From an ADB page that has since vamished.. but preserved here in memory...
Re ADBs 25th year...
Geoff Eldridge had many friends, many of which were – and still are – as passionate about dirt bikes as the man whose adventurous spirit and enthusiasm drove him to found ADB magazine and inspire generations of enthusiasts. Here, some of Geoff’s best mates recount a memory of the man, in a bid to paint a picture of a bloke whose life and tragic death left an indelible legacy on the Australasian dirt bike industry.
The man responsible for the birth of ADB magazine was a character who, by all accounts, was larger than life. Geoff Eldridge had a zest for life and when he went about something, he did it with all his heart. He was adventurous, enterprising, ingenious and energetic. He was also stubborn, opinionated, outspoken and provocative. But, no matter which side of this enigmatic character you choose to focus on, he was always interesting and always passionate about what he did. Fun, friends and drama followed his every adventure through life, and his tragic death in the Nevada Desert Race eight years ago was a huge loss.
We asked some of GE’s closest mates to put together a few words. Without giving them any outline of what to write, this is what they came up with.
MURRAY “Honest Muz” WATT
Twenty five things I remember about ADB from 20 years ago:
1.) Figuring the bike industry must be in a bad way if I could get a job at a swish mag like ADB.
2.) Thinking Geoff was a brave bastard selling his house in order to buy ADB back from the publishers who’d got it for nothing when they bailed him out on the first issue.
3.) The old publishing house ad rep who could only say "dirt BIKE", no matter how many times Geoff shouted "DIRT bike! DIRT bike!" at him.
4.) Geoff refusing to run cigarette ads years before it was politically correct. He also slagged cigarette companies off in ADB, costing the publishing house a fortune after ads were pulled across all their other titles, too.
5.) Great writing. The joy of discovering that other magazines had writers who were even less betterer at English than me. The headline "HONDA MAKES ITS PRESENTS FELT" was a Trail and Track classic.
6.) Great photography. Geoff was pretty handy with a camera but his work never achieved anything like the critical acclaim bestowed on Colin, the ADB junior who tried out the new studio equipment by taking photos of his naked girlfriend.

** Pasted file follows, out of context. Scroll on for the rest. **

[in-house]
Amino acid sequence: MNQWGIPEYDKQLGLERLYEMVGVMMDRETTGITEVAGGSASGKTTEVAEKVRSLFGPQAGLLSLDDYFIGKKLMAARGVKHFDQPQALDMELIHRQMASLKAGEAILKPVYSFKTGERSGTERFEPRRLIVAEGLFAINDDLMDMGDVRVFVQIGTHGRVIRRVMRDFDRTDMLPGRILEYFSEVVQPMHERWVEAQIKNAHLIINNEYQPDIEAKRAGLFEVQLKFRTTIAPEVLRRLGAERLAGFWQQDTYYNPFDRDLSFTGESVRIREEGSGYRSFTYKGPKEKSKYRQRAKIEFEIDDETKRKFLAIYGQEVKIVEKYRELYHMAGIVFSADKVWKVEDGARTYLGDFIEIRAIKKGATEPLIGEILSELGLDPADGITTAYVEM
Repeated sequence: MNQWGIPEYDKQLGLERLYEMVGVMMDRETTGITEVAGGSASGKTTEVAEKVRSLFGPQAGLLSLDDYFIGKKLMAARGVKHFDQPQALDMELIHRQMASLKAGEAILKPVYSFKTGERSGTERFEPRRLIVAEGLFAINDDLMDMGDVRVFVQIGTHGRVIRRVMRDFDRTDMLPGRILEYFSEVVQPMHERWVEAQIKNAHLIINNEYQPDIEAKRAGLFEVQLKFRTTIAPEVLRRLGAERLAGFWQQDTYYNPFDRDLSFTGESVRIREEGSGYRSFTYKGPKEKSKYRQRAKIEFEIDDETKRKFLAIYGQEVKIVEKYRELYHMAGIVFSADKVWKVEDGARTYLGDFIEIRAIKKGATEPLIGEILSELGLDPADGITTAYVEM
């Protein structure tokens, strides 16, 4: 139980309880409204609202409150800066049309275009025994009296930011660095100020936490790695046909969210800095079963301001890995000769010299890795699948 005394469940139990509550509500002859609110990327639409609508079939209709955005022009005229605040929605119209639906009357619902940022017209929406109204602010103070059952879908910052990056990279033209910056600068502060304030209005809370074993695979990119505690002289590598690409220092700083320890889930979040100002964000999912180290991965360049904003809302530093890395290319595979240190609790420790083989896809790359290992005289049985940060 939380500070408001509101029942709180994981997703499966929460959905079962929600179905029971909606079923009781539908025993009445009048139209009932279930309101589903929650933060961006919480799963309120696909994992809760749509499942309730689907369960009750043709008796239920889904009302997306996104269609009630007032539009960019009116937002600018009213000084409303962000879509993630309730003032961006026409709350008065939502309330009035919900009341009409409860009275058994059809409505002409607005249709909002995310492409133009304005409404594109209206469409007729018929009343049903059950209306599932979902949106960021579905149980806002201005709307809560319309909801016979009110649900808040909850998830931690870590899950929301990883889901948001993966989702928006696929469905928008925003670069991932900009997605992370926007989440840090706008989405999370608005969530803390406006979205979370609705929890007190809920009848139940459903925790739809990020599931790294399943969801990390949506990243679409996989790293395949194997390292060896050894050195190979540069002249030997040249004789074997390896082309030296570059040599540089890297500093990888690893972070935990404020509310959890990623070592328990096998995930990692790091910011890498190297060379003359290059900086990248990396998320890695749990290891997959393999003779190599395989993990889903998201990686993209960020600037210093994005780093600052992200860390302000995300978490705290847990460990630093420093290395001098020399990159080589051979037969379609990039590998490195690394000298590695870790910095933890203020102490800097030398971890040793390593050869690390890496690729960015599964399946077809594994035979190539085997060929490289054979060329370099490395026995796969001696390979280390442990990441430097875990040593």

7.) V8s. Geoff only ever had V8s. Every time we went to a race in the LTD, we’d end up looking for a jump start. It had so many courtesy lights you only had to leave the doors open for five minutes to flatten the battery.
8.) The Thunderbird. Everyone who drove it struggled to keep it in a straight line ... except Geoff. He’d just straddle the white line and let ‘er wander.
9.) Geoff’s attitude. He once drove all night to an enduro in Queensland (12 hours at the helm of the T-Bird), decided he didn’t feel like riding, and drove home. I was pretty impressed with that.
10.) Geoff spewin’ on the bike shop for spraying silicon all over the tyres of his brand new road bike, causing him to crash it at the first intersection.
11.) Geoff spewin’ on everyone and everything after seizing his race bike at the very first corner of the Cessnock Four-Day.
12.) Geoff spewin’ on me for always getting off the subject of bikes in the Honest Muz column.
13.) Geoff spewin’ on windsurfers. A few ex-ADB subscribers he knew had sold their bikes and got into windsurfing. Every time Geoff looked out the office window he was reminded of this trend by all the windsurfers on Narrabeen Lake.
14.) Geoff’s dog, Rex. He hated loud noise so much that he’d claw and chew his way right through the door of the office to get away from it.
15.) The ADB fridge. All Geoff ever had in it was cabanossi and beer. He also reckoned anyone who exercised was a wanker.
16.) Geoff’s tolerance. Geoff could be as short-fused as hell, but he kept a few useless bastards on long after he should have fired them ... including me, now that I think about it.
17.) Test bikes. One of the most brutal cases of test bike abuse took place around the ADB office/industrial complex on a Sunday afternoon. Timed laps on an indestructible Honda XR80. 18.) John Behrens. The youngsters couldn’t hold a candle to him when it came to out-of-control antics for the camera. Any bike, anytime.
19.) Four-strokes. ADB was notorious for putting shit on them. Times have changed but I bet they’re still sluts to start compared to a two-stroke.
20.) Smart kids. One year Yamaha gave us a new model YZ80 to test that seemed too good to be true. The kids were all saying it had been modified. We took it apart and the little buggers were right.
21.) Letters. Most of the mail we got at ADB was shite – "I are 14 and I going to by a bike plese send me some stickers." – the decent stuff we had to write ourselves.
22.) ADB BIG LIE competition. This triggered off some of the best and funniest mail we ever received. There were some true bullshit artistes out there.
23.) Good oil. We caned the arse off a KDX200 test bike one time for and hour and a half before realising we hadn’t put oil into the gas. All that saved it was a splash of pre-mix left in the tank from the previous ride. We worked it out at 240:1 and never gave a toss about accurate pre-mixing ever again.
24.) The best trailriding discovery we ever made was how to cool beer out in the bush.Geoff’s riding mate, an American ex-Vietnam chopper pilot, would slip a couple of cans into an old sock and saturate the sock with (highly flammable) thinners. The high speed evaporation chilled the beer.